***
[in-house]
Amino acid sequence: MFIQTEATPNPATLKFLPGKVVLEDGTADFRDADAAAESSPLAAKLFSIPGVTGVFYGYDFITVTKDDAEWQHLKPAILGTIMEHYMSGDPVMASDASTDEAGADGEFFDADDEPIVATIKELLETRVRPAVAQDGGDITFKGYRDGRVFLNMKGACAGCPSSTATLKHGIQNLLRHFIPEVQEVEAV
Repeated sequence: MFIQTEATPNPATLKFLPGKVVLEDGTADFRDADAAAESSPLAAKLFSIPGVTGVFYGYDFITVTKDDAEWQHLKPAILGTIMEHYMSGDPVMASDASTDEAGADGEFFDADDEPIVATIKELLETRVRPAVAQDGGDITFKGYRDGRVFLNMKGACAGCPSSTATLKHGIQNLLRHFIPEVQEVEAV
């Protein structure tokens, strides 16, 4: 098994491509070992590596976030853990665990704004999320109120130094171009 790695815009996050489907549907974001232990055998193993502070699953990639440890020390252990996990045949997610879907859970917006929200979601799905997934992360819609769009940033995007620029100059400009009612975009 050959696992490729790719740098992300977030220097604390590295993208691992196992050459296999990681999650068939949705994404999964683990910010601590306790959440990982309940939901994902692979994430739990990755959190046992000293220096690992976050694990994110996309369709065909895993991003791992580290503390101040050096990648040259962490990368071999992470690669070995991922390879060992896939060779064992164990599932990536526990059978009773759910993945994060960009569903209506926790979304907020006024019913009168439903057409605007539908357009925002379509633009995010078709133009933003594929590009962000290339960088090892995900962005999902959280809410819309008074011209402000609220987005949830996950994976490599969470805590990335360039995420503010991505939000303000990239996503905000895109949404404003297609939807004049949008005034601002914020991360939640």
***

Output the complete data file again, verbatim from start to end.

[in-house]
Amino acid sequence: MFIQTEATPNPATLKFLPGKVVLEDGTADFRDADAAAESSPLAAKLFSIPGVTGVFYGYDFITVTKDDAEWQHLKPAILGTIMEHYMSGDPVMASDASTDEAGADGEFFDADDEPIVATIKELLETRVRPAVAQDGGDITFKGYRDGRVFLNMKGACAGCPSSTATLKHGIQNLLRHFIPEVQEVEAV
Repeated sequence: MFIQTEATPNPATLKFLPGKVVLEDGTADFRDADAAAESSPLAAKLFSIPGVTGVFYGYDFITVTKDDAEWQHLKPAILGTIMEHYMSGDPVMASDASTDEAGADGEFFDADDEPIVATIKELLETRVRPAVAQDGGDITFKGYRDGRVFLNMKGACAGCPSSTATLKHGIQNLLRHFIPEVQEVEAV
């Protein structure tokens, strides 16, 4: 098994491509070992590596976030853990665990704004999320109120130094171009 790695815009996050489907549907974001232990055998193993502070699953990639440890020390252990996990045949997610879907859970917006929200979601799905997934992360819609769009940033995007620029100059400009009612975009 050959696992490729790719740098992300977030220097604390590295993208691992196992050459296999990681999650068939949705994404999964683990910010601590306790959440990982309940939901994902692979994430739990990755959190046992000293220096690992976050694990994110996309369709065909895993991003791992580290503390101040050096990648040259962490990368071999992470690669070995991922390879060992896939060779064992164990599932990536526990059978009773759910993945994060960009569903209506926790979304907020006024019913009168439903057409605007539908357009925002379509633009995010078709133009933003594929590009962000290339960088090892995900962005999902959280809410819309008074011209402000609220987005949830996950994976490599969470805590990335360039995420503010991505939000303000990239996503905000895109949404404003297609939807004049949008005034601002914020991360939640």